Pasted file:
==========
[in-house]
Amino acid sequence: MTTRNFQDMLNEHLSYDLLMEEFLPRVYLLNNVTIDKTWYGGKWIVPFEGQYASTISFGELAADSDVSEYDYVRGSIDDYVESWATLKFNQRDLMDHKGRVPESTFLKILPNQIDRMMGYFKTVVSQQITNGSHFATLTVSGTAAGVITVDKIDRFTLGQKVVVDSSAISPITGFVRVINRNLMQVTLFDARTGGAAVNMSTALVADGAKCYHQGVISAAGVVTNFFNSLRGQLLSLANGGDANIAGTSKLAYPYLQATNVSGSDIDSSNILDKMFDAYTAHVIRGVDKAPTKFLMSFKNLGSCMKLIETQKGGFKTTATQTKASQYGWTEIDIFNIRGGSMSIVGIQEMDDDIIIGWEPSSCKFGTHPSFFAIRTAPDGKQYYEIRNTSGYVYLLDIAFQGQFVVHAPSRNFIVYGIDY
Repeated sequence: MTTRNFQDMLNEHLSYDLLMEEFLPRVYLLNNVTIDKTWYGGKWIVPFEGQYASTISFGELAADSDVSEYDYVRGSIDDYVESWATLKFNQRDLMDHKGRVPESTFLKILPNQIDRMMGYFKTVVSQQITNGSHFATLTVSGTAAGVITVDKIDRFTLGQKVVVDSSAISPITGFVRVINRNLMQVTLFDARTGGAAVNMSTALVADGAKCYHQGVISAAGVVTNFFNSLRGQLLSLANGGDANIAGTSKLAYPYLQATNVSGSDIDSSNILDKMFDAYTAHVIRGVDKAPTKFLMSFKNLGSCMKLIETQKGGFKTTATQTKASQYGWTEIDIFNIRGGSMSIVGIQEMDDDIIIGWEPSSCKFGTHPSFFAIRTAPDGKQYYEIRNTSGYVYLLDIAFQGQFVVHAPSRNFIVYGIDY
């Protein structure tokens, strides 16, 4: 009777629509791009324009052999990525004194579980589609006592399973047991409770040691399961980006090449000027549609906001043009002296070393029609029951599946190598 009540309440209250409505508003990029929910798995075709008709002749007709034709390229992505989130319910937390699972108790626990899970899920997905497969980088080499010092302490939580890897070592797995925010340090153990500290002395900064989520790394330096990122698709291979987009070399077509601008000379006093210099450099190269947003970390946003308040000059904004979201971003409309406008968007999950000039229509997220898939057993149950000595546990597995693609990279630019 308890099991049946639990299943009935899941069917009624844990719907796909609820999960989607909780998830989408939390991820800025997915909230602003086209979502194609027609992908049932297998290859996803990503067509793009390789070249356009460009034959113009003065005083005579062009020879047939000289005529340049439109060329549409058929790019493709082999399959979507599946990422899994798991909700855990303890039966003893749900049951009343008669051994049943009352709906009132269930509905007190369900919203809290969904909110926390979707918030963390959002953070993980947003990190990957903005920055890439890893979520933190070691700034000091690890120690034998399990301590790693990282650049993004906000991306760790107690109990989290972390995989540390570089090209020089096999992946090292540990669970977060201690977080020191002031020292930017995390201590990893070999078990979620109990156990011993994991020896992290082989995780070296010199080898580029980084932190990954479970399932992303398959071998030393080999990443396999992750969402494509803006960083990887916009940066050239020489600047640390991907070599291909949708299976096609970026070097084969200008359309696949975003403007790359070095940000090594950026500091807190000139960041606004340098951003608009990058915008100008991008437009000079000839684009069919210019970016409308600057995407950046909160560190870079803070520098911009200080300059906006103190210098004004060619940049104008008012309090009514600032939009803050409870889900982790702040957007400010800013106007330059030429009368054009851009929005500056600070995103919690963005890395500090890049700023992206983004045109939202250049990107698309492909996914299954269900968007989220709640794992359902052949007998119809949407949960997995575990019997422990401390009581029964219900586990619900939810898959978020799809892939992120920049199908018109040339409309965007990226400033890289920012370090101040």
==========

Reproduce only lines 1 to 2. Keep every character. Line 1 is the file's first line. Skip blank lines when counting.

[in-house]
Amino acid sequence: MTTRNFQDMLNEHLSYDLLMEEFLPRVYLLNNVTIDKTWYGGKWIVPFEGQYASTISFGELAADSDVSEYDYVRGSIDDYVESWATLKFNQRDLMDHKGRVPESTFLKILPNQIDRMMGYFKTVVSQQITNGSHFATLTVSGTAAGVITVDKIDRFTLGQKVVVDSSAISPITGFVRVINRNLMQVTLFDARTGGAAVNMSTALVADGAKCYHQGVISAAGVVTNFFNSLRGQLLSLANGGDANIAGTSKLAYPYLQATNVSGSDIDSSNILDKMFDAYTAHVIRGVDKAPTKFLMSFKNLGSCMKLIETQKGGFKTTATQTKASQYGWTEIDIFNIRGGSMSIVGIQEMDDDIIIGWEPSSCKFGTHPSFFAIRTAPDGKQYYEIRNTSGYVYLLDIAFQGQFVVHAPSRNFIVYGIDY